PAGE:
by Ladanna James
I wouldn’t call myself a good runner — despite my efforts for more than 10 years. I don’t even like calling myself a runner; I describe myself as a wannabe. I envy the real runners. The ones with good form, speed, fluidity and consistency. When I attempt to run, it’s, well, far from graceful. I’m plodding, fairly uncoordinated — overly sweaty.
Twice last summer, my then 15-year-old daughter ran with me. She says I don’t run; I shuffle. About the only thing I have in common with real runners is my consistency. Despite the lack of grace, I never give up. I keep shuffling. Why? My accomplishments fuel me. I feel powerful, post-run. Well, maybe not immediately post-run. At the end of every run, I wonder why I keep punishing my body. But once I’ve recovered, I begin to feel strong, like I have all I need inside me to overcome the obstacles life keeps dropping in my path.
I started running almost 10 years ago after I was diagnosed with Graves disease, an immune system disorder that results in the overproduction of thyroid hormones. The prescribed medication worked, and I’ve been healthy ever since. But I packed on more than 30 pounds during the recovery phase. I started using the treadmill in my basement in earnest, but it wasn’t enough. I was itching for fresh air.
I’m not sure how I managed to talk myself into going outside that first time. I do remember that it was sheer agony but not for the reasons you might think. I’m a private person. I like blending into the background. Running outside puts me on display. I kept telling myself I look ridiculous. That pedestrians and motorists alike are laughing at the overweight middle-aged woman trying to run.
While I prefer staying clear of most spotlights, I’m also stubborn and driven. I’m relentless in pursuing the goals I set for myself. Despite the agony, that first run confirmed for me that I do indeed like feeling the sun on my face. I like getting to know my neighbourhood better on foot.
Over the years, running has taught me a few lessons that apply to both my professional and personal lives:
Lace up those runners and look the part. In other words, fake it ‘til you make it. I decided that looking the part would make me feel like an athlete. So, I conscripted my husband and my two girls to help me shop for inexpensive gear at outlet malls. The right running shoes, workout clothes and smartwatch made a world of difference to my psyche. I felt like less of a fraud. It’s no different from the advice I received from mentors early in my career: dress for the job you want, not the job you have. In so many instances, life is about being prepared and showing up ready to go.
It’s ok to take it nice and slow. It’s about the distance not the speed. I. Am. Slow. There’s no denying this fact. I used to berate myself for walking during a run or for looking more like a speed walker than a runner. I’ve learned to go easy on myself. Some days, I sprint like a twenty-something (or at least in my mind I do); other times, I need to do run-walks. It’s OK. The moment I gear up and get out the door, I’m already a winner. As my daughter likes to tell me, “A bad run is better than no run.” I’m not always going to be in top form. I forgive myself and walk when I can’t run. Then I pick up speed when I can.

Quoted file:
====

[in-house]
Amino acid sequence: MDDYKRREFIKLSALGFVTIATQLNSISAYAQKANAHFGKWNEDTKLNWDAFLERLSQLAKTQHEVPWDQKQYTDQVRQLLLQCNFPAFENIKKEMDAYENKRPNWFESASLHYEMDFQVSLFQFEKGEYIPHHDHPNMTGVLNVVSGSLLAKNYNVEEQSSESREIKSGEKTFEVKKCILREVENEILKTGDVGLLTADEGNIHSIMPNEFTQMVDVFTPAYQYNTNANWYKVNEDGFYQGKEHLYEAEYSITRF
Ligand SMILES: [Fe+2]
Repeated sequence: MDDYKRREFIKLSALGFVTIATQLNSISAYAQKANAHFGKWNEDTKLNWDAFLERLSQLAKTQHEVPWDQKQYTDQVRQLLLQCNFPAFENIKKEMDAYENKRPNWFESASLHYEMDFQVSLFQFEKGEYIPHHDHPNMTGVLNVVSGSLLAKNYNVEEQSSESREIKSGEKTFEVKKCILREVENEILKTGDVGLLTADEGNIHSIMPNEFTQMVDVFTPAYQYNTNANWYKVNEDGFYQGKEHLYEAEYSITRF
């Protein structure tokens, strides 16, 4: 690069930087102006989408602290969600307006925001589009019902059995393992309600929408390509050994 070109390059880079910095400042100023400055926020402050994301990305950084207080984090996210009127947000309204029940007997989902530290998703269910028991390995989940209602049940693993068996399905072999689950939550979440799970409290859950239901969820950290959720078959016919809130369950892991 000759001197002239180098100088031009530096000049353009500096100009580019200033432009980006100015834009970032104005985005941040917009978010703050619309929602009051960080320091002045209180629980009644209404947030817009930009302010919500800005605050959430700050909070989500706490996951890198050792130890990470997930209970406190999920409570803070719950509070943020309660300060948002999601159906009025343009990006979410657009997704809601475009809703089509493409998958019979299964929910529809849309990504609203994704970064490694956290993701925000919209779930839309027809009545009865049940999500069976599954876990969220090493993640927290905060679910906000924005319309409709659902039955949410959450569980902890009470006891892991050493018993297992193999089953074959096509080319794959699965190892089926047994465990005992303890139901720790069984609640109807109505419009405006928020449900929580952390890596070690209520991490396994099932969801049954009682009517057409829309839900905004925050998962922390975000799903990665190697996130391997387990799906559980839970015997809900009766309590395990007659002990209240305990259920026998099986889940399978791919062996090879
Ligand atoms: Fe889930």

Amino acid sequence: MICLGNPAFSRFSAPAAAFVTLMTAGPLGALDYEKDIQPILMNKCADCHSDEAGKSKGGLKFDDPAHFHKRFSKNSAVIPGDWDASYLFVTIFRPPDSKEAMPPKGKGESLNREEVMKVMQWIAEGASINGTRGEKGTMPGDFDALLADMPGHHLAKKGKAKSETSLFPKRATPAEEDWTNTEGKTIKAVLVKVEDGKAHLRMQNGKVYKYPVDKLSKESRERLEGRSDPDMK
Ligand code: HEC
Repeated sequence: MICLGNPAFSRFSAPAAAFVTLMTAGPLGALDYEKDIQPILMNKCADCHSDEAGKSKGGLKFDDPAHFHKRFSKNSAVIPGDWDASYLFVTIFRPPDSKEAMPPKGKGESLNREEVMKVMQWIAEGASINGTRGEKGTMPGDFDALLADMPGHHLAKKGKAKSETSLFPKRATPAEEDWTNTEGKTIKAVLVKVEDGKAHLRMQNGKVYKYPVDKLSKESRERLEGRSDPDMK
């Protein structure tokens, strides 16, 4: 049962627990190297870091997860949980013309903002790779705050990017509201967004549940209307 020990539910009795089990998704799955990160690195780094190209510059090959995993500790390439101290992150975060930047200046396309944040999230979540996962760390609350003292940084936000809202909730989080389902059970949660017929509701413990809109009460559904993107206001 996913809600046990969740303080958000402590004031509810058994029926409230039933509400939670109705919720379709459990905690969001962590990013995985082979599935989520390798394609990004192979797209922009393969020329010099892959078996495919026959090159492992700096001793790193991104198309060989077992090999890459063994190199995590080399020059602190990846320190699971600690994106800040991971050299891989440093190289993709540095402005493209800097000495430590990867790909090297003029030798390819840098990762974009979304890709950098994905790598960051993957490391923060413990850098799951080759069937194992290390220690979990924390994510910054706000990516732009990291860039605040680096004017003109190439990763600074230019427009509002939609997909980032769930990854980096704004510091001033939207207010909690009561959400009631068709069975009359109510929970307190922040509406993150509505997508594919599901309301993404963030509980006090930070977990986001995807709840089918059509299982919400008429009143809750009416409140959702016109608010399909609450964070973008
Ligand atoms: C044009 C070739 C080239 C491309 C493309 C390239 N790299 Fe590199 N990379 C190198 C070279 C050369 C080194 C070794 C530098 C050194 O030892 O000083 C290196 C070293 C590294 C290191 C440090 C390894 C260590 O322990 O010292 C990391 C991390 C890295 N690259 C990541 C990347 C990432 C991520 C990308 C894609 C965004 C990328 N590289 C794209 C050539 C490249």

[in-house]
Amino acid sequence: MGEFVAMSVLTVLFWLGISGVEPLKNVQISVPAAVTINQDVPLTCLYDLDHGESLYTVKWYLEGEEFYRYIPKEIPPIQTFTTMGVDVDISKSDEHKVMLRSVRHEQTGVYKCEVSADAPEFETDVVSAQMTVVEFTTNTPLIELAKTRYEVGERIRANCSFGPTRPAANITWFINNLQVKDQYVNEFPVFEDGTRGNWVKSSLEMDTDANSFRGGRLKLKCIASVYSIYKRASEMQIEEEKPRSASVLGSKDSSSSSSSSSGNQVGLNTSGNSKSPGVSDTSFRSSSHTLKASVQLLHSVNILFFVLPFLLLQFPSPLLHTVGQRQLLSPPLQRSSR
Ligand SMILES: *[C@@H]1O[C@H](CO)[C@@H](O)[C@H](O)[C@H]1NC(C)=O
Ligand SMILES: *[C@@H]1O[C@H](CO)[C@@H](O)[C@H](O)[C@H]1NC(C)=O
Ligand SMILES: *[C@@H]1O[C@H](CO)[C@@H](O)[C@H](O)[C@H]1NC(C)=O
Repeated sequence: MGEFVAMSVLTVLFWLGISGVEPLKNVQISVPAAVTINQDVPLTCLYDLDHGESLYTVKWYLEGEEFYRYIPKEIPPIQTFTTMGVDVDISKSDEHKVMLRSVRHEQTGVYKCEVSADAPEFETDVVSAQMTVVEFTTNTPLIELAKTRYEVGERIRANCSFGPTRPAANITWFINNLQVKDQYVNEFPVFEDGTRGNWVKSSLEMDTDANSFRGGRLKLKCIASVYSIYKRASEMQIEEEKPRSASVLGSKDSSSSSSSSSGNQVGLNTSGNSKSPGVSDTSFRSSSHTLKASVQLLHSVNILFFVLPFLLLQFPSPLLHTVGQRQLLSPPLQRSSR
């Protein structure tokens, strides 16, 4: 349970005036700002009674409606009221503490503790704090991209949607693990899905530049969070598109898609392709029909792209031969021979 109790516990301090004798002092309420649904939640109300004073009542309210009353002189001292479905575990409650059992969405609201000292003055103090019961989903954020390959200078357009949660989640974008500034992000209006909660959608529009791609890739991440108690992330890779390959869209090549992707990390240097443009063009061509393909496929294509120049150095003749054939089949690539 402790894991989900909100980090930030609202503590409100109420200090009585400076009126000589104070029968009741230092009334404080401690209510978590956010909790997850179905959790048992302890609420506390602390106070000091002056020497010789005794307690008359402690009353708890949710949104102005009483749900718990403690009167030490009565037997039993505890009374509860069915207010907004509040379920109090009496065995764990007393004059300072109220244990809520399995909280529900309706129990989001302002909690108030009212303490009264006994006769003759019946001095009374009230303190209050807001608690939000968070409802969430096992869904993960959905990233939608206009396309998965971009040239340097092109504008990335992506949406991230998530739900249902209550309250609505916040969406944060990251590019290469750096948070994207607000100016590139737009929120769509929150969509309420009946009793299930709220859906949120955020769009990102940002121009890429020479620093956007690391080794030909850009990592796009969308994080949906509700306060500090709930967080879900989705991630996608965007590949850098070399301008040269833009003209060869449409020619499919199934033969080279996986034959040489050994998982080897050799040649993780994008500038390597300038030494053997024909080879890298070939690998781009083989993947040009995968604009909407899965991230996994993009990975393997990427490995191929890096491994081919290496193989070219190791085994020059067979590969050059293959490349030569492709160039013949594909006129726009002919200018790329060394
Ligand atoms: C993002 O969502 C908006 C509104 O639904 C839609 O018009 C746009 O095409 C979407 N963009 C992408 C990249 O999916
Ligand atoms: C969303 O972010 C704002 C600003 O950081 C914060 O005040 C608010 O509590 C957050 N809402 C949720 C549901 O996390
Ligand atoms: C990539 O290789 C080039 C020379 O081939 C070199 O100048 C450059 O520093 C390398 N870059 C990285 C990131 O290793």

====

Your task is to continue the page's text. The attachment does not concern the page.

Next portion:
Don’t try to outrun the people who have pulled ahead of you. Who knows where they’re starting from? I remember the day well. There I was, shuffling along when a thin woman with long legs and a bouncy ponytail pulled up alongside me and then proceeded to outpace me with what looked like very little effort. I remember feeling embarrassed and frumpy. I was sure people would see and compare us, with me coming out on the losing end. Then, I reined in my negative self-talk. I had been running for almost an hour! Miss Perfect Form might have just started her trek when she flew past me. And, what if she hadn’t? I’m not competing against her; I’m competing against myself! All too often, we measure our successes against others’. We don’t know other people’s starting points; we don’t know what they have to face on their journeys. It’s important to not get distracted by other people. If she knew I’d been running for almost an hour, maybe she would’ve seen me as her hero. Who knows?
Calluses are a sure sign you’re toughening up. Calluses are caused by friction and pressure and are a good metaphor for life. I count my calluses as badges of honour. I’ve pounded the pavement often enough to have earned these puppies. Whether it’s Graves disease, sudden unemployment after years of being a star performer, multiple miscarriages before giving birth to two beautiful daughters, my life has thrown me curveballs, but all of these experiences have served to toughen me up and helped me sympathize with others along the way.
Don’t keep it to yourself. Be accountable. This is important. I needed to be accountable, so I could turn running into a habit. What better way to do it than to shout it from the rafters? Being open forces me to have something to report back when people ask about my progress. What’s more, sharing my journey has encouraged others in my network to become more active, too. While I was growing up, my well-meaning Jamaican parents drummed into me the need to keep my business private; to keep hurts and struggles close to the chest. But I’m glad I never took that advice too seriously. Just as with running, by sharing my personal struggles, I’ve made myself vulnerable to others. And, despite what some might believe, there’s strength in vulnerability.
So, yes, I am a wannabe runner. My runs aren’t pretty, but my accomplishments are a thing of beauty to me. This summer, I will attempt to shuffle my way to a personal best of 15 km. Wish me luck!
Ladanna James lives in Bradford, Ontario, Canada.